Original Contribution

The American Journal of Gastroenterology (2001) 96, 758–765; doi:10.1111/j.1572-0241.2001.03618.x

Clinical utility of serodiagnostic testing in suspected pediatric inflammatory bowel disease

S.R. Targan is a cofounder and shareholder of Prometheus Laboratory, San Diego, CA.

Marla C Dubinsky MD1, Joshua J Ofman MD, MSHS2,3, Marnina Urman BSc1, Stephan R Targan MD2,1 and Ernest G Seidman MD1

  1. 1Division of Gastroenterology and Nutrition, Department of Pediatrics, University of Montreal, Montreal, Quebec, Canada
  2. 2Division of Gastroenterology, Departments of Medicine and Health Services Research, Cedars Sinai-Medical Center, UCLA School of Medicine, Los Angeles, California, USA
  3. 3Zynx Health Incorporated (a Subsidiary of Cedars-Sinai Health System), Los Angeles, California, USA

Correspondence: Ernest G Seidman, MD, Chief, GI and Nutrition Division, Ste-Justine Hospital, #5734, 3175 Cote-Ste-Catherine Road Montreal, Quebec, Canada H3T 1C5 .

Received 31 March 2000; Accepted 18 September 2000.





Confronted with nonspecific symptoms, accurate screening tests would be useful to clinicians to distinguish between functional childhood disorders and inflammatory bowel disease (IBD), thus avoiding invasive diagnostic testing. Traditional ulcerative colitis–specific perinuclear antineutrophil cytoplasmic antibody (pANCA) and Crohn's disease–specific anti–Saccharomyces cerevisiae antibody (ASCA) serodiagnostic assays have recently been modified, with ELISA cut-off values recalculated to maximize sensitivity. The aim of this study was to determine whether the combination of these serodiagnostic tests could maximize diagnostic accuracy and minimize invasive investigations in pediatric patients presenting with nonspecific symptoms suggestive of IBD.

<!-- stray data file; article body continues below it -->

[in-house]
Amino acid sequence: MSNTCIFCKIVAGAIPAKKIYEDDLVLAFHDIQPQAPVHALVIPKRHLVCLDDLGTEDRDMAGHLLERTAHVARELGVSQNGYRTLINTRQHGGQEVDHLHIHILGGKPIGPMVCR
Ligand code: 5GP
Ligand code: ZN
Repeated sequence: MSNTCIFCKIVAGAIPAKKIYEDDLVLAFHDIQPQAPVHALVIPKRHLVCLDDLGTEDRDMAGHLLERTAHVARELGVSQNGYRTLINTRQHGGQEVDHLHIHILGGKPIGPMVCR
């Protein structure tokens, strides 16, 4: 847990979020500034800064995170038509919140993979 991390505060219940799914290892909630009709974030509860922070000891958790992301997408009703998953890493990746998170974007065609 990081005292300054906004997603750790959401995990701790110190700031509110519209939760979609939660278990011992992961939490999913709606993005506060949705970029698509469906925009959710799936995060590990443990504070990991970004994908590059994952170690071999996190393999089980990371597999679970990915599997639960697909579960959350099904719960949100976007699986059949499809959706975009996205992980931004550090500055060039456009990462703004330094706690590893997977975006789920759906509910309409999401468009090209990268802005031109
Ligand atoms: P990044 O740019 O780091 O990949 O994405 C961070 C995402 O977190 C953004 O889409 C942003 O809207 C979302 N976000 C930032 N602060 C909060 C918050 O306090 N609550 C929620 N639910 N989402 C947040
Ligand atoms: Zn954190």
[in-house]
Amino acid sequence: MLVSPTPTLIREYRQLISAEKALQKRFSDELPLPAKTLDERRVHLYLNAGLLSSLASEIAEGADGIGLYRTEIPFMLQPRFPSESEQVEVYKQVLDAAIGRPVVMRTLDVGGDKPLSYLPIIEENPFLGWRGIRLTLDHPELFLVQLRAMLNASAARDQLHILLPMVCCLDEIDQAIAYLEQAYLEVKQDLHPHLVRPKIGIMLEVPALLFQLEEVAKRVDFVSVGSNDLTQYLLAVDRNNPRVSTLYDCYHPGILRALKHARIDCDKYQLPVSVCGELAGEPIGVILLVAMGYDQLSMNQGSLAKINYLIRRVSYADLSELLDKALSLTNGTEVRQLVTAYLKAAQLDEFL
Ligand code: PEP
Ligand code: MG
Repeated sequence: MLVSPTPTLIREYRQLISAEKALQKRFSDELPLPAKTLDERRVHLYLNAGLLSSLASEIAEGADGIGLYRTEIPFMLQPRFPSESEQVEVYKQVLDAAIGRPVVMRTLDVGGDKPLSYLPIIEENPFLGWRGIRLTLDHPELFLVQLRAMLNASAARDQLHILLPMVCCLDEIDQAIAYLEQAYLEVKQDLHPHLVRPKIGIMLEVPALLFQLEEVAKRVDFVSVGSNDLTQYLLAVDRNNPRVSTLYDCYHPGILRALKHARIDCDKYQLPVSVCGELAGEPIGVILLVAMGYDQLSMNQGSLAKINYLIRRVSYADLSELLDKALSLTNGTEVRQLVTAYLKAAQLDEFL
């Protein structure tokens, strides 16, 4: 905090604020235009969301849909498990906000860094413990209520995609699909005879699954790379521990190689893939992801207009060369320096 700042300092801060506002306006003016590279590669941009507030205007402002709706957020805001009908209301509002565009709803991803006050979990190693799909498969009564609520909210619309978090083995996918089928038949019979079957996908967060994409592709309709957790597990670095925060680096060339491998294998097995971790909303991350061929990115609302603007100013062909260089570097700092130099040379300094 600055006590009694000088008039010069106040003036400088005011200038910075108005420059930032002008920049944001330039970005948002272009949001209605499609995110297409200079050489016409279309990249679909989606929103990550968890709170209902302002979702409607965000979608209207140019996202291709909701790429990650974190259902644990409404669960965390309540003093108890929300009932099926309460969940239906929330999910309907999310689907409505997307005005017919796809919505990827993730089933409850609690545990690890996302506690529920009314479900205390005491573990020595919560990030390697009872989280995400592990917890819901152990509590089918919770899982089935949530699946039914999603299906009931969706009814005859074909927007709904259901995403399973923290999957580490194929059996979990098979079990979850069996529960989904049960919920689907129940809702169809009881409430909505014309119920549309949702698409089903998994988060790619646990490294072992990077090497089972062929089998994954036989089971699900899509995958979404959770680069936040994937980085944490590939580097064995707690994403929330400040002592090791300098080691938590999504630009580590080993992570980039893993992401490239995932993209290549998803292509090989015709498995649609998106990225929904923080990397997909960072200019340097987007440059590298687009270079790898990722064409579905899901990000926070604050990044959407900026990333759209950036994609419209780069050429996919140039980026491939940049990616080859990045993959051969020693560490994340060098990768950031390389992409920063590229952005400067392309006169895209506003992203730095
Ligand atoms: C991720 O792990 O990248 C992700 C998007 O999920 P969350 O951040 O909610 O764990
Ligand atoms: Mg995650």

With investigators blinded to clinical diagnoses, ASCA, ANCA, and pANCA profiles were obtained prospectively from 128 patients undergoing complete diagnostic evaluation for IBD. In phase I, diagnostic accuracy and predictive values of the modified and traditional assays were compared for the IBD (n = 54) and non-IBD groups (n = 74). In phase II, the overall accuracy of a novel sequential diagnostic testing strategy was determined. Additionally, the potential number of invasive investigations avoided with the hypothetical application of this strategy to the cohort was determined.



For phase I, the modified serodiagnostic assay was more sensitive (81 vs 69%), whereas the traditional assay had a higher specificity (96 vs 72%) for IBD (p < 0.05) For phase II, false-positive diagnoses would have been reduced by 81%, yielding an overall sequential testing strategy accuracy of 84%.



The incorporation of sequential noninvasive testing into a diagnostic strategy may avoid unnecessary and costly evaluations and facilitate clinical decision making when the diagnosis of IBD in children is initially uncertain.